Best Looking Images on Any Screen
If you want to see (by far) the most gorgeous display of images on any screen that I’ve ever seen, get yourself a MacBook Pro with Retina display (see my in-depth review of the MacBook Pro Retina), and then enable display of retina images for this site. (Note that a 13" MacBook Pro Retina is apparently imminent).
A properly displayed Retina-grade image makes even the best conventional screen look quite inferior. The sense of 3D realism, the contrast, the detail level will make you forget that it’s a computer screen. It is surely The Future.
I have made it a point for the majority of content on this site to display in high-res Retina mode when enabled, especially my subscriber areas. It looks fabulous, though it nearly quadruples the bandwidth requirement— but I think long term on such things and I have committed to it by developing my own site technology for it (e.g., I wrote code on the server side).
Don’t enable Retina images for conventional displays— they look worse, blurred.
Now what I really want is a 5120 X 3200 30" display...
James W writes:
I think that the reason for this improvement (contrary to your experience), despite my traditional display, is that I'm not using my screen as I believe that you expect. To help my old eyes (especially when blurred by eyedrops) as well as for dramatic effect, I typically view websites, including yours, using Safari 5.1.5 with the text size greatly increased so that a column of text is expanded to about 80-95% of the width of the screen, which also enlarges the images. I also sometimes additionally scale the screen with Universal Access Zoom if it works to better fit what I'm looking at on a web page to the full size of the screen, or even more dramatically enlarged for a quick look at a detail, if I sense that I'm not seeing the full available image resolution.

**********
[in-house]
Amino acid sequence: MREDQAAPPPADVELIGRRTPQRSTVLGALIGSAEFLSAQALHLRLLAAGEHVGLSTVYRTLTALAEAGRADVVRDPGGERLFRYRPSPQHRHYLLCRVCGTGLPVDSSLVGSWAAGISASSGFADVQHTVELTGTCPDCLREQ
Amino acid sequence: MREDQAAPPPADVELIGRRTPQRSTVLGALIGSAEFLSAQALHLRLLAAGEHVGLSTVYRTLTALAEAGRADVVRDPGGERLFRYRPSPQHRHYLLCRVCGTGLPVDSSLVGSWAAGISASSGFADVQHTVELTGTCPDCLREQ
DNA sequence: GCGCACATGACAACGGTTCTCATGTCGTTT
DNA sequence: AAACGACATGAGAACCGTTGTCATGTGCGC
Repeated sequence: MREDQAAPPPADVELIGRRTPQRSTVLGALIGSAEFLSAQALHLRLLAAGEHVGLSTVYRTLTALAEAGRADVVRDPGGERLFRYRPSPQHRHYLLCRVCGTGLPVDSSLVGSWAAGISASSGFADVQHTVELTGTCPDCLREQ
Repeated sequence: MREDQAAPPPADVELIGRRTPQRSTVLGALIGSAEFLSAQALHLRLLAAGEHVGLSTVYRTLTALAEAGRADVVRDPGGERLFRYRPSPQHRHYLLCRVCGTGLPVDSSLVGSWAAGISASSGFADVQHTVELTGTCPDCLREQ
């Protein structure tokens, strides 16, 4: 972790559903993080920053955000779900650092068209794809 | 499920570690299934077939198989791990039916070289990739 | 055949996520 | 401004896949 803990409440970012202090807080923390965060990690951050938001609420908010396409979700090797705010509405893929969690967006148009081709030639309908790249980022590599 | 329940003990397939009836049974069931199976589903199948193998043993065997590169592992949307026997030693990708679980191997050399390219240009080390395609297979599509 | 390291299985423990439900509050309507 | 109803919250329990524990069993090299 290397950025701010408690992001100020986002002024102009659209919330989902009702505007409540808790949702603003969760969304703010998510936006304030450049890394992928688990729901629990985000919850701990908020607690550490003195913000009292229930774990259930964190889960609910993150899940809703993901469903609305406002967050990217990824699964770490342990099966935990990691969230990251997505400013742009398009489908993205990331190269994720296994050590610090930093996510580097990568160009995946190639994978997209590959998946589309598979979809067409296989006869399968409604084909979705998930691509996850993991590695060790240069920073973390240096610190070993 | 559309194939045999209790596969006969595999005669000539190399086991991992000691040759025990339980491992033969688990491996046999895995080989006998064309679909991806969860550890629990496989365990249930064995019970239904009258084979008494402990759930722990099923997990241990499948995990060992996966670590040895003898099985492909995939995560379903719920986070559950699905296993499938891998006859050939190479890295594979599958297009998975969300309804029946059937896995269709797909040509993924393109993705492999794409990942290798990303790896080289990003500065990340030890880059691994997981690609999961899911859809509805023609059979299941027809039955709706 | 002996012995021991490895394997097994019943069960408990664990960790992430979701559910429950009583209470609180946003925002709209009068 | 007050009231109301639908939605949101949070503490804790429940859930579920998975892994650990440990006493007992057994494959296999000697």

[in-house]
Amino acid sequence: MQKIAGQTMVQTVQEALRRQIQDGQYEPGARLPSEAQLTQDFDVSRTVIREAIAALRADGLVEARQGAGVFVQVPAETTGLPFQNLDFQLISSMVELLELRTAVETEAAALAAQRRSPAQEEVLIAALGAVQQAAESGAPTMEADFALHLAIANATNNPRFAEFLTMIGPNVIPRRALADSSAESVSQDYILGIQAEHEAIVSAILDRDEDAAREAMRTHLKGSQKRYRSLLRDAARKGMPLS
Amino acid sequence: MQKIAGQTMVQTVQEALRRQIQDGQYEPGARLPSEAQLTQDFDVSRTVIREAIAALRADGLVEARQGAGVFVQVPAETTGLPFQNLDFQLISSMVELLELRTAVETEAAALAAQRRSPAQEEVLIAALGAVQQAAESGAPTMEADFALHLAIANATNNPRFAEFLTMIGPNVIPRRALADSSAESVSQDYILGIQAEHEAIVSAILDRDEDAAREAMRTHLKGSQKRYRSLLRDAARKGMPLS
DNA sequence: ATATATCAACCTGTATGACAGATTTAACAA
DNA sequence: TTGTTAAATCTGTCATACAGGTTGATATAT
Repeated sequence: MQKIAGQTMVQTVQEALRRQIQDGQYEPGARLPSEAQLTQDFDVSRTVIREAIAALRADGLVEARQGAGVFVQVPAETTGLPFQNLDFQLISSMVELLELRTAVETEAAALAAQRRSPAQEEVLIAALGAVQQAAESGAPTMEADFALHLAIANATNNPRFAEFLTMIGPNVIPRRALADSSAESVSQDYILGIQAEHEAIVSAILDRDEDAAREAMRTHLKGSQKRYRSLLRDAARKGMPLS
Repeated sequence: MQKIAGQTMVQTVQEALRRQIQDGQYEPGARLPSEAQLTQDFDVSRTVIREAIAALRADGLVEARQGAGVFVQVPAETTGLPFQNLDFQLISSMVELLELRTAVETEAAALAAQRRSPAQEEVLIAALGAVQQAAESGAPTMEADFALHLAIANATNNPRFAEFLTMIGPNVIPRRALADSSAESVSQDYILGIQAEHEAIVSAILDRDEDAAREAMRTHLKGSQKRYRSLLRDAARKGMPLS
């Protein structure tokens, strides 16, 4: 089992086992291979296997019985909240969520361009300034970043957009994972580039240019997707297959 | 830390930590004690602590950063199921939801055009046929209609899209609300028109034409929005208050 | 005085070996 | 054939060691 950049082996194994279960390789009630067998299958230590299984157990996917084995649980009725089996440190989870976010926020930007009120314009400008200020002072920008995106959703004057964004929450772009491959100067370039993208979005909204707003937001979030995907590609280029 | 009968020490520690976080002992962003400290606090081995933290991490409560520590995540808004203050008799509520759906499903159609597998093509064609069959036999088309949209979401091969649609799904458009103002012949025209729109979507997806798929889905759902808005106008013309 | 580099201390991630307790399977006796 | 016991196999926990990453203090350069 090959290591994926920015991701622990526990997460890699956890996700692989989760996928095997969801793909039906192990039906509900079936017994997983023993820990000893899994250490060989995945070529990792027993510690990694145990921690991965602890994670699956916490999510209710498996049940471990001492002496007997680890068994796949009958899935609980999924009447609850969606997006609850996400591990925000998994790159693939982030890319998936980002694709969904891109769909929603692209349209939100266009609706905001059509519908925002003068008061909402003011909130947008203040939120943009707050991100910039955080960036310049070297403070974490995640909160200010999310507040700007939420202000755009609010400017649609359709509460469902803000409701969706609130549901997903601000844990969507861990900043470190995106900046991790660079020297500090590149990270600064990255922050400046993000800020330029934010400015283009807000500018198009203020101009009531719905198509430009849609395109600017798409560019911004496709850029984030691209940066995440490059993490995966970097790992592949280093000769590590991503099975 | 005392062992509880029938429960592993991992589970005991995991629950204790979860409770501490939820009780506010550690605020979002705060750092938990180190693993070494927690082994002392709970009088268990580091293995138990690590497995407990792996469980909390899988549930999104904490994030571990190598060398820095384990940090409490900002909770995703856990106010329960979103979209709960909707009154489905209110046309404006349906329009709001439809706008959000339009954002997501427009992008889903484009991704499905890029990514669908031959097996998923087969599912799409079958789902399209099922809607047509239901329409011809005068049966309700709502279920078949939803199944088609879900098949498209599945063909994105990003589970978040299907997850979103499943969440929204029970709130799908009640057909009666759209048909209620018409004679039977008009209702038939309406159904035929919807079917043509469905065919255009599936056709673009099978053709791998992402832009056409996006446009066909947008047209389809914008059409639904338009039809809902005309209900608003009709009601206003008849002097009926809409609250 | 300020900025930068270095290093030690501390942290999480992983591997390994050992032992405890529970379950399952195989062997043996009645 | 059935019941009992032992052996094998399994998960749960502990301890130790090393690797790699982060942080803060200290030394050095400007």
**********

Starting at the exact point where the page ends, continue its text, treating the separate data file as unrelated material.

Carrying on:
I'm guessing that your advice is predicated instead on images being displayed at native screen resolution, unscaled, which is almost never the way I'm actually looking at them.
DIGLLOYD: yes, this approach can also benefit, because instead of blowing up a relatively small number of pixels, an enlarged view that uses retina grade images will not have to blow them up.
For example, a display running twice as large will show an 850-wide image as 1700-wide; it will look strongly pixellated, rather poor. But the retina image is 1700 wide, so it will look as sharp as the 850 on a non-enlarged screen.